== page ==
- I list the baking time for the cakes as a spread of 15 – 18 minutes because ovens vary so greatly. Be sure to check them on the early side to avoid over-baking and dry cake, especially if your oven runs hot. The cakes are done if they spring back when touched. A toothpick test should come out with a few moist crumbs. Let them cool in the pan for just a minute and then remove the cakes to a wire rack. Removing them from the residual heat of the pan helps to keep them from becoming tough and rubbery.
- If you prefer, make the whole cake recipe and bake in an 8” or 9” cake pan. The full recipe is at Fine Cooking.
- Steam burns can be very painful. When removing the foil from the baking dish, lift the corner that is farthest and away from you to avoid burning yourself.
- You can leave the cream out of David’s spicy caramel recipe if you prefer. Substitute your favorite spices. It would also be very delicious with sliced apples, baked for about 25 minutes. David serves his recipe with vanilla ice cream.
- For presentation, I sliced off the slight dome of the cupcake and inverted onto the plate.
- Sadly, David's Room for Dessert is out of print and now costs a small fortune if you can find it, but many of those recipes (completely updated and revised) are featured in Ready for Dessert along with a selection of new recipes.
Chocolate Cakes with Pears & Caramel
Cake adapted from Alice Medrich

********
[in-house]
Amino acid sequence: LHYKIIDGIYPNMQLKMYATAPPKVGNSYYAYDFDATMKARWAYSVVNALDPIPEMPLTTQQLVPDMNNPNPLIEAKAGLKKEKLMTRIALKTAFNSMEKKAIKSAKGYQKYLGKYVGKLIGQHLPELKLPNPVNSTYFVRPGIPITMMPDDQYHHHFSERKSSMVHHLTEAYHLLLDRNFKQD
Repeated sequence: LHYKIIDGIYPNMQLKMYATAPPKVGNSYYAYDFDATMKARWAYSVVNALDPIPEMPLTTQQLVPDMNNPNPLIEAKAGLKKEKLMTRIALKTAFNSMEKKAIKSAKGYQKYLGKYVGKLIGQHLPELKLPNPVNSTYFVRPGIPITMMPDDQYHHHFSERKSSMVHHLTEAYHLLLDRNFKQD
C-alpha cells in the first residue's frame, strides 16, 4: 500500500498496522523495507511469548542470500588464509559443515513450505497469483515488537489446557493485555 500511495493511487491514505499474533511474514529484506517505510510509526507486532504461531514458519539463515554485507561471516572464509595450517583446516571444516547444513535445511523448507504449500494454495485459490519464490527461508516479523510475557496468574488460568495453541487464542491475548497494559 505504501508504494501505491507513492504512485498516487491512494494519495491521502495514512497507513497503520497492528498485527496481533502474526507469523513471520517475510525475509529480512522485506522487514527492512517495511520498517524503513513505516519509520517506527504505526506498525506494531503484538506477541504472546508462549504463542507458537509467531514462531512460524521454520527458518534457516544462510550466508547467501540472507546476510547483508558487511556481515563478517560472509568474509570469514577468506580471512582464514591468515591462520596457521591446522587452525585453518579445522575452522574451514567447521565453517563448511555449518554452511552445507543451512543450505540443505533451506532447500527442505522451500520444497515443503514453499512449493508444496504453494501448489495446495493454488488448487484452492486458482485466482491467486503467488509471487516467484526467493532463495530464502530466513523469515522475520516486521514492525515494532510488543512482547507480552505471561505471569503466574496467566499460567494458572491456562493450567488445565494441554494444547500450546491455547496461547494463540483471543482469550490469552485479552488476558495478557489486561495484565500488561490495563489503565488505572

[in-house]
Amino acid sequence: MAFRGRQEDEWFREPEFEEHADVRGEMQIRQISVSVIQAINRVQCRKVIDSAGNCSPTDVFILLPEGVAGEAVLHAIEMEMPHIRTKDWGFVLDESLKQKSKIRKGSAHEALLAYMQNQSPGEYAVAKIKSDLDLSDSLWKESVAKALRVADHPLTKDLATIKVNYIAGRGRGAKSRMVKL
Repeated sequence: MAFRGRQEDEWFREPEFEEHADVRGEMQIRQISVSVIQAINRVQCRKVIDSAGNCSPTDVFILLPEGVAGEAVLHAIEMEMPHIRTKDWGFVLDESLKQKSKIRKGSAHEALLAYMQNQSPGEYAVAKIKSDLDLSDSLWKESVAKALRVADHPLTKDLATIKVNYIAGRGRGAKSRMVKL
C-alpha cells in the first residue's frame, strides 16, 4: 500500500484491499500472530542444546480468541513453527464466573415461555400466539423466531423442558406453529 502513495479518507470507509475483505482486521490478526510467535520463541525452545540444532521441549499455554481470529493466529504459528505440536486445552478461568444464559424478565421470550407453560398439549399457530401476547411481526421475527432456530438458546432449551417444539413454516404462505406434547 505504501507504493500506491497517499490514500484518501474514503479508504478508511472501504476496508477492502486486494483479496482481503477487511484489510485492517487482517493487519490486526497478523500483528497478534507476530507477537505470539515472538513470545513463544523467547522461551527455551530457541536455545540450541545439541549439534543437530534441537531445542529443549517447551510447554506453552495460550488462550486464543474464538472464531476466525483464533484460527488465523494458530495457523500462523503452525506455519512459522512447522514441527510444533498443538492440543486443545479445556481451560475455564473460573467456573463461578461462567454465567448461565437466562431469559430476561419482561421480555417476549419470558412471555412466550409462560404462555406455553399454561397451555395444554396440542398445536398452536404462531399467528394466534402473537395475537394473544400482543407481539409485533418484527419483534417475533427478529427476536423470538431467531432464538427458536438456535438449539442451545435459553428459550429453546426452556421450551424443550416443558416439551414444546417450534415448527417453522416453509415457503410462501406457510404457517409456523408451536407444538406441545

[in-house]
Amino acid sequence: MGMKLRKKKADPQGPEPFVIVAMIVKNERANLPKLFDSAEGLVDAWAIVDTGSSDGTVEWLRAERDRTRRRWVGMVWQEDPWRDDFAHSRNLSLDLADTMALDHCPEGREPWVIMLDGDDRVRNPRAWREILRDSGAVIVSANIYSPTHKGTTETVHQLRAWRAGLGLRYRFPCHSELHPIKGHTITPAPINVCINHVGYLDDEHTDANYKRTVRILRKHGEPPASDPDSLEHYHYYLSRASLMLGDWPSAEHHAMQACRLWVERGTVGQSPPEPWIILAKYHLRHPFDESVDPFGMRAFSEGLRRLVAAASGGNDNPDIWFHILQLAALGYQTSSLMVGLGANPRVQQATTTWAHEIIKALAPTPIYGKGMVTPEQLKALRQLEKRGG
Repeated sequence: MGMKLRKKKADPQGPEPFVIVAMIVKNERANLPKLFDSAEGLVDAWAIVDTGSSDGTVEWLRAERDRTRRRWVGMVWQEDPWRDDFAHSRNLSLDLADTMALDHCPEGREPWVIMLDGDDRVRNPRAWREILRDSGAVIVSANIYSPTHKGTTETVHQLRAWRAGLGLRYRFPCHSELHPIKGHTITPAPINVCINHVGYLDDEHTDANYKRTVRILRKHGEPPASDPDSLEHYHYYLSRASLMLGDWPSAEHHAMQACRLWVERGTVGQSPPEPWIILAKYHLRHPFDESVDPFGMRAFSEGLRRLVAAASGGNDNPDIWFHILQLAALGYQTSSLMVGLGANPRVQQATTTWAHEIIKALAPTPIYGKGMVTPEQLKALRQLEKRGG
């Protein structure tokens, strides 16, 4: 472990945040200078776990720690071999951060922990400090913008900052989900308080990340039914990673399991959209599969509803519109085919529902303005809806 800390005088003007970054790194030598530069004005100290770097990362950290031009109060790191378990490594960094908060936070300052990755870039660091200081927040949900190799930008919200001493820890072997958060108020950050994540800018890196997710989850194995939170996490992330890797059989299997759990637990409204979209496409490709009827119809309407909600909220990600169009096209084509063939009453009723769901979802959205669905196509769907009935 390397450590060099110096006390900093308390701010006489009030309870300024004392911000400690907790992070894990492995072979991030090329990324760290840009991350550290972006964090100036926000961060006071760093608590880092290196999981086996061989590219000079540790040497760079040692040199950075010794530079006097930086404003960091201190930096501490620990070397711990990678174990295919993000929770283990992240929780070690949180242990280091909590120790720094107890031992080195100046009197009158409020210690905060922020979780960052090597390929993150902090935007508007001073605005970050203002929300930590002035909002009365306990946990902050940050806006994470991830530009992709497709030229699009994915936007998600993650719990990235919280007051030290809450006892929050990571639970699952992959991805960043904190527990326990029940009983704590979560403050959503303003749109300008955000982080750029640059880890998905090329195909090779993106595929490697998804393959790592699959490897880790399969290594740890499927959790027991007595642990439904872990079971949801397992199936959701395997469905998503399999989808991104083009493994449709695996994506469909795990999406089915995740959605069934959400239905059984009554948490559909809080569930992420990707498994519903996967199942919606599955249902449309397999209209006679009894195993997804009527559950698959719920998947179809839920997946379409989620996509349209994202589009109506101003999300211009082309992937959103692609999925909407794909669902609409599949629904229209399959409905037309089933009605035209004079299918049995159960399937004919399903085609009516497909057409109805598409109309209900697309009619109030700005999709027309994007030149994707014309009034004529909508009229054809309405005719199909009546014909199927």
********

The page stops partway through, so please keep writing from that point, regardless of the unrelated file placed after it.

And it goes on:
Pears adapted from Room for Dessert by David Lebovtiz
Serves 6 – 7
Fastest Fudge Cake (1/2 recipe)
1/2 C flour
3 T unsweetened natural cocoa powder (not Dutch processed)
1/4 t baking soda
1/8 t salt
2 oz (4 T) butter, melted and warm
1/2 C + 2 T brown sugar, packed
1/2 t vanilla extract
1/4 C hot water
Very Spicy Caramel Pears
2 oz (4 T) butter
1/2 C light or dark brown sugar, packed
15 whole cloves
2 star anise
2 cinnamon sticks
1/2 t black peppercorns
1/4 C Cognac, brandy or rum [I used rum]
4 pears, Comice or Bosc [I used D’Anjou]
1/4 C heavy cream
For the cake, preheat oven to 350 degrees. Grease 7 wells in a standard cupcake pan.
Sift the flour, cocoa powder, baking soda and salt.
Combine the melted butter and brown sugar. Add the egg and vanilla and stir until thoroughly combined. Add the flour mixture all at once and stir just until all the flour is moistened. Pour the hot water over the batter and stir just until it’s incorporated and the batter is smooth. Scoop the batter into the prepared cupcake pan, filling each one about 3/4 full.
Bake about 15 - 18 minutes or until a toothpick inserted in the center comes out clean with just a few moist crumbs attached. Cool cakes in the pan for just a minute and then remove them to cool on a wire rack.
Increase the oven temperature to 400 degrees. Choose a baking dish large enough to hold the sliced pears in a single layer.
Cut the butter into small pieces and place it in the baking dish with the brown sugar. Place the dish in the oven for a few minutes until the butter is melted.
Crush the whole spices with a mortar and pestle or place them in a plastic bag and pound them with a rolling pin.
Peel and core the pears and cut them into quarters.
Remove the dish from the oven and add the crushed spices and liquor. Stir to combine all the ingredients. Add the pears and toss everything together to coat the fruit. Arrange the pears in a single layer.
Cover the dish with foil and bake for 30-45 minutes, depending on the size and firmness of your pears. The pears should be easily pierced with a knife but not mushy. Stir and baste them a couple times during cooking to make sure they’re evenly coated with sauce.
Remove the dish from the oven and lift the pears out of the cooking liquid and into a bowl. Scrape all the juices and spices from the baking dish into a sauté pan. Add 1/4 cup cream and cook over medium heat until the mixture turns a deep color, thickens and caramelizes. Strain the finished sauce over the pears and serve with the chocolate cake.